Dean M. Chriss
Tower Fall from Below, Yellowstone National Park, Wyoming

Tower Fall, Yellowstone National Park, Wyoming

(Click image to enlarge)

This was my first attempt to capture a Tower Fall photograph that I had envisioned. The envisioned image would have much different lighting and be shown in color. What I actually got is better suited to black and white. This attempt was a failure but taught me that what I wanted might be possible if I tried again in the spring, earlier in the morning, and in clearer weather; preferably partly cloudy with some overcast in the east. When I tried to do that I found the trail temporarily "closed for restoration" work. More attempts over the years all found the trail still closed.

Eventually I discovered that the last third of the trail leading to this viewpoint was compromised by rock and mud slides. It was not physically inaccessible or even very difficult for a normal person to get through the damage, but it was far too dangerous for the dense crowds of visitors that are common here at peak times. The National Park Service had closed the area for visitor safety, making access illegal. When this happened the Yellowstone National Park website stated that they were "looking at solutions" to the problem. It said the same thing for the next sixteen years. Then the historic floods of June 2022 undoubtedly caused additional damage that is far more severe than that which originally closed the trail. I can't imagine it ever being reopened, and I don't think there was ever any serious attempt to do that. Like it or not, in this case my best attempt to capture the image I envisioned is by definition my only attempt.

Before the Tower Fall trail was closed the number of visitors using it at peak times greatly exceeded its capacity. Large numbers of people refusing to obey multiple signs instructing them to stay on the trail caused severe erosion of the steep hillsides the trail traversed, and around the small viewing area near the base of the waterfall. These are all composed of loose and powdery volcanic soil. There was no room to increase the trail's width on the steep ridgeline it necessarily followed, and not enough area in the narrow canyon to expand viewpoint at the trail's end. This is one of a number of trails and viewpoints that cannot possibly be expanded to accommodate the increasing number of visitors. I think the landslides and subsequent flooding only hastened this trail's inevitable closure. Such closures are necessary both to preserve the park and limit the number of visitor injuries, and they are an obvious consequence of unbridled population growth.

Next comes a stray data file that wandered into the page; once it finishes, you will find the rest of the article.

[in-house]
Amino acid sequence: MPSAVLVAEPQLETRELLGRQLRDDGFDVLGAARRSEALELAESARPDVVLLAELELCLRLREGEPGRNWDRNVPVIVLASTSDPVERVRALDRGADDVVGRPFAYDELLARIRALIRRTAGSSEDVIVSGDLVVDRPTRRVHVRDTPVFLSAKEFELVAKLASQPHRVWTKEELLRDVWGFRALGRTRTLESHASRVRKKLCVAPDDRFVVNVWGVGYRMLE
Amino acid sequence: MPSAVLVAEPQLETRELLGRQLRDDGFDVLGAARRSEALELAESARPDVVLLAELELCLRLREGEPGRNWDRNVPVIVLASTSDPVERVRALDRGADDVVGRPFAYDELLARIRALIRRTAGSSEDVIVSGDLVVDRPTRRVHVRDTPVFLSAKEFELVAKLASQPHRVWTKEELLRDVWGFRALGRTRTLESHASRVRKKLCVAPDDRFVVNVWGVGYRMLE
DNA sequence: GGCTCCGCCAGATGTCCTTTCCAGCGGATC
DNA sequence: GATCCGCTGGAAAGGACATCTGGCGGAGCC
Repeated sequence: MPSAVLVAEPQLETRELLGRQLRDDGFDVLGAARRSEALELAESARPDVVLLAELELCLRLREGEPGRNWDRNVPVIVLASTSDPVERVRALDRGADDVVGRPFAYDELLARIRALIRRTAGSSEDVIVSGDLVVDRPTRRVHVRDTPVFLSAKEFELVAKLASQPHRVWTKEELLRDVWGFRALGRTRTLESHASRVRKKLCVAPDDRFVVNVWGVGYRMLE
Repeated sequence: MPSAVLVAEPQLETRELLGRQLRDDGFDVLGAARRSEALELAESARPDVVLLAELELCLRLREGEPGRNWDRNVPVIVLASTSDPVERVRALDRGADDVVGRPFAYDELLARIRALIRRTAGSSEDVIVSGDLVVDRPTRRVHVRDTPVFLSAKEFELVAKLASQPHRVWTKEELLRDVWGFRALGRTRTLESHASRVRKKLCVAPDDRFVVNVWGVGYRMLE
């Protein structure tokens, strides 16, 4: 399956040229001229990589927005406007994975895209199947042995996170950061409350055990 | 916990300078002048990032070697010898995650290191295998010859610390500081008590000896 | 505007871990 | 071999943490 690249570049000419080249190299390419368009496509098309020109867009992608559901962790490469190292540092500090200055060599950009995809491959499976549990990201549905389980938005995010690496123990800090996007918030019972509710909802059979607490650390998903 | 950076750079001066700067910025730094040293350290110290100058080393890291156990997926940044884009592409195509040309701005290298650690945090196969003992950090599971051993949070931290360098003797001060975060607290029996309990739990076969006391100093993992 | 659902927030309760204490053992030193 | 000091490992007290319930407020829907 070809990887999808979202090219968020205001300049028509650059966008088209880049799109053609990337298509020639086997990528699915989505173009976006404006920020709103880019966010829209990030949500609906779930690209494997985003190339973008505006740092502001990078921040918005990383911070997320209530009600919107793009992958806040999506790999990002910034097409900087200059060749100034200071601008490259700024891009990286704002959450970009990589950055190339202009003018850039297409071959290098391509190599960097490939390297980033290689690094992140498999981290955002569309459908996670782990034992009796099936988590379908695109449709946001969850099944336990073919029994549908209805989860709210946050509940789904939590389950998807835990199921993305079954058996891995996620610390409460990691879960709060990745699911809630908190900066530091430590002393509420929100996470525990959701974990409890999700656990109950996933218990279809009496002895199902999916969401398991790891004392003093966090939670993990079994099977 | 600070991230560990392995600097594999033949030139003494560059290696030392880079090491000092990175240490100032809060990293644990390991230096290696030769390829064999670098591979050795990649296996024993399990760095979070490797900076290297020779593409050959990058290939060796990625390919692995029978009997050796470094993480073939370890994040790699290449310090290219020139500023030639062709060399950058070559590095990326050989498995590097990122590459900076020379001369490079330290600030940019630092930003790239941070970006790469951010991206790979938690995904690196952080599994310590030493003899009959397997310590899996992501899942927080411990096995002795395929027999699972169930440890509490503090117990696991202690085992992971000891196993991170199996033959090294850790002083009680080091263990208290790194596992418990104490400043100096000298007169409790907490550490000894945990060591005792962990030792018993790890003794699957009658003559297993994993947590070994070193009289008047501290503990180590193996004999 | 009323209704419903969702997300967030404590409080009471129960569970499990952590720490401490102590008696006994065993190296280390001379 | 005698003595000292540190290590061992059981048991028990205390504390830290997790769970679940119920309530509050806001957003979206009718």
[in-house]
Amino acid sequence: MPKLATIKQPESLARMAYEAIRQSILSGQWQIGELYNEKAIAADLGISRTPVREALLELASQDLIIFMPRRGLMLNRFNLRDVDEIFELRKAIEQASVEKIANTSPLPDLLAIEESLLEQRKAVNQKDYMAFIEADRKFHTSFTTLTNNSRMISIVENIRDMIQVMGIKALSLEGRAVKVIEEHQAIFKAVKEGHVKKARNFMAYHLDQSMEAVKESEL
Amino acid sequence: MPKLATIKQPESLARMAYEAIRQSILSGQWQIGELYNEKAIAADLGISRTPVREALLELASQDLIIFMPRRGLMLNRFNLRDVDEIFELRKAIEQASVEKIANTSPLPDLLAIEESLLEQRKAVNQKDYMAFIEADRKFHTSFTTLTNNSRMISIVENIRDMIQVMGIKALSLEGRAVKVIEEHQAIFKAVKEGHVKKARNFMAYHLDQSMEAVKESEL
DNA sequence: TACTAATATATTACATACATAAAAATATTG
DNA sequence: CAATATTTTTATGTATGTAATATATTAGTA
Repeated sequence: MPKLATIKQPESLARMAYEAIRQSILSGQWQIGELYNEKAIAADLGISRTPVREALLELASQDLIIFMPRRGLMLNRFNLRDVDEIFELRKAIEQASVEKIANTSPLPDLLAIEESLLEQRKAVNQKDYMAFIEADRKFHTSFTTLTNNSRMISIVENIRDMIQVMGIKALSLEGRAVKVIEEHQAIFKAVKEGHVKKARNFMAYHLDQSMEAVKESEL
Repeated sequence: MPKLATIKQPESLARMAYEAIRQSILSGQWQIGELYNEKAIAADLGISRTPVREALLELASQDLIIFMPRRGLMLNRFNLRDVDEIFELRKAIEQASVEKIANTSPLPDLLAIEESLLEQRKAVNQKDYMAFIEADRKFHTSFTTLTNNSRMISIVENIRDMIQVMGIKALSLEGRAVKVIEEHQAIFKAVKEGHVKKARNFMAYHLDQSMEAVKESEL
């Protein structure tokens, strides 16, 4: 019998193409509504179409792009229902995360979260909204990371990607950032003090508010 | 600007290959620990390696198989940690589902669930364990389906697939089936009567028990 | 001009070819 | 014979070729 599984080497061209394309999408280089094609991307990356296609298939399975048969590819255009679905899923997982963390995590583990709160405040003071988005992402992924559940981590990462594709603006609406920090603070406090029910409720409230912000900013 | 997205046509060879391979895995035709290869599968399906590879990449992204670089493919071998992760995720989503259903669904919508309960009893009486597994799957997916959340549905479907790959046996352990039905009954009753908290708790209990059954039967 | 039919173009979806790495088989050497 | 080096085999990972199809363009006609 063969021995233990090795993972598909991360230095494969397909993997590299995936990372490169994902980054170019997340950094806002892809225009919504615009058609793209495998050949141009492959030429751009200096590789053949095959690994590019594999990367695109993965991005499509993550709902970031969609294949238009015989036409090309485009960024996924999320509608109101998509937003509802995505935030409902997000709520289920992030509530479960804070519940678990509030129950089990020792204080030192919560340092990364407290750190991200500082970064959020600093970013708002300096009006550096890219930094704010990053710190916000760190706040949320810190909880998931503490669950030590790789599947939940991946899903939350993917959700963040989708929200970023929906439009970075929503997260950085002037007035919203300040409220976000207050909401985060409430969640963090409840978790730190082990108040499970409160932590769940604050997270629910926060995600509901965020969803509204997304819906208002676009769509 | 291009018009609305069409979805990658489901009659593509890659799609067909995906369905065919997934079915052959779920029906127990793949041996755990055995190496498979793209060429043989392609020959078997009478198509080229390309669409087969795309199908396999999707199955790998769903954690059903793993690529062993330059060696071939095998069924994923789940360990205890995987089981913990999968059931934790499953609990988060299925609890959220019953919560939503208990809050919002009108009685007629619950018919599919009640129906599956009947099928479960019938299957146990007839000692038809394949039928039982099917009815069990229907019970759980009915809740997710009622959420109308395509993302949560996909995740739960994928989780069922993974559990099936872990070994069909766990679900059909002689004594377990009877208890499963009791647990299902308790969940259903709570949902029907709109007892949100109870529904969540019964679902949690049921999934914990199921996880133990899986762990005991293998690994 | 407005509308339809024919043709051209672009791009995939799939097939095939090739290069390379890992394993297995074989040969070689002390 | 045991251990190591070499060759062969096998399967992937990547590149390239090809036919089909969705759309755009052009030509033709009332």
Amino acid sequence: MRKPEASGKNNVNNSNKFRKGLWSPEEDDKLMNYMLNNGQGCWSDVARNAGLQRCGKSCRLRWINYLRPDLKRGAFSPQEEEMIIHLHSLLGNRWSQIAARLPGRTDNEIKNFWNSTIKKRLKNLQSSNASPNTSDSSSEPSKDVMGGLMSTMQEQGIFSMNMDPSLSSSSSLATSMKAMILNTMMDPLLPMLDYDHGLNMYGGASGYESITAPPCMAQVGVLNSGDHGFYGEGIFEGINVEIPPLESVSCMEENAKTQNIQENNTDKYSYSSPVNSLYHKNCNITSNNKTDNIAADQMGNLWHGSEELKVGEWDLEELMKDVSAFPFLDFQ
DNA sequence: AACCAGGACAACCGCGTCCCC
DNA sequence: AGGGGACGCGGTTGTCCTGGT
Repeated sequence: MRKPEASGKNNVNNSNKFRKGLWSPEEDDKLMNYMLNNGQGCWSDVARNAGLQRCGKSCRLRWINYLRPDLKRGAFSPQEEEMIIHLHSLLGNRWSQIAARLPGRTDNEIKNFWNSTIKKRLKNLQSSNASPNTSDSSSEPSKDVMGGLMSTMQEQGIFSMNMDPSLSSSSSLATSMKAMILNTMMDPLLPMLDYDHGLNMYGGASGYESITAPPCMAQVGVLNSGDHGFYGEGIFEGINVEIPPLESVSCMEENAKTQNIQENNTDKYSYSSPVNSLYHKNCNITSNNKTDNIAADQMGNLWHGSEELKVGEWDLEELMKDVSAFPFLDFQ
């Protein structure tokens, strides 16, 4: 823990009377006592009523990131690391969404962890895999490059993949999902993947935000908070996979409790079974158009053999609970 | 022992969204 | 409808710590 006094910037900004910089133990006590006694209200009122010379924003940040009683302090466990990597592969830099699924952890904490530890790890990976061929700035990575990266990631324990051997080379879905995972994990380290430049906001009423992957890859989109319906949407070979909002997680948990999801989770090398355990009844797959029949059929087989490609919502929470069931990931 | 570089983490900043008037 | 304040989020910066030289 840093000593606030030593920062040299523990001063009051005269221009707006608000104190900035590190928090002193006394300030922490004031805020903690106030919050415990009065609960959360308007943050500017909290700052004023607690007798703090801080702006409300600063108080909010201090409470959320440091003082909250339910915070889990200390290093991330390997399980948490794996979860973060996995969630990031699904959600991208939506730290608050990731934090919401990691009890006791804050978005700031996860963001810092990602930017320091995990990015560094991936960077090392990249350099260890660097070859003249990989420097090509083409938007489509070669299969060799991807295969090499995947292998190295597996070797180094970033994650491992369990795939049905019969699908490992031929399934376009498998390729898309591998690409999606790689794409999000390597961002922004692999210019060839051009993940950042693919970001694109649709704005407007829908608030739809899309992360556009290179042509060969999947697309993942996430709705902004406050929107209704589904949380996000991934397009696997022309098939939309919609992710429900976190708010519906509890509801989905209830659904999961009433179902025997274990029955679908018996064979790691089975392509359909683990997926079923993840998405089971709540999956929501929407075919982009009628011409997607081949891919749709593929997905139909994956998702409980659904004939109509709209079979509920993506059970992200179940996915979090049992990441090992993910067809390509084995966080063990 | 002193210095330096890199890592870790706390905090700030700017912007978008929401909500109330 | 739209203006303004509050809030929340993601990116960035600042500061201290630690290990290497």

Uncle Tom's Trail is another Yellowstone trail that is permanently closed because it cannot practically be modernized to accommodate current and future usage. That trail was was much more dramatic, historically significant, and popular. It was also one of my favorites trails in Yellowstone.

Tower Creek plunges 123 feet (40m) over Yellowstone's Tower Fall before travelling another 1000 yards (910m) to the creek's confluence with the Yellowstone River. The waterfall was named Tower Falls in 1870 by Samuel Hauser, a member of the Washburn party. In his diary Hauser said it is the most beautiful falls he ever saw, and that he named them for the towers and pinnacles at its brink. From this viewpoint it is easy to see how the waterfall got its name. The fall was later renamed Tower Fall (singular) by the U.S. Geological Survey in 1928.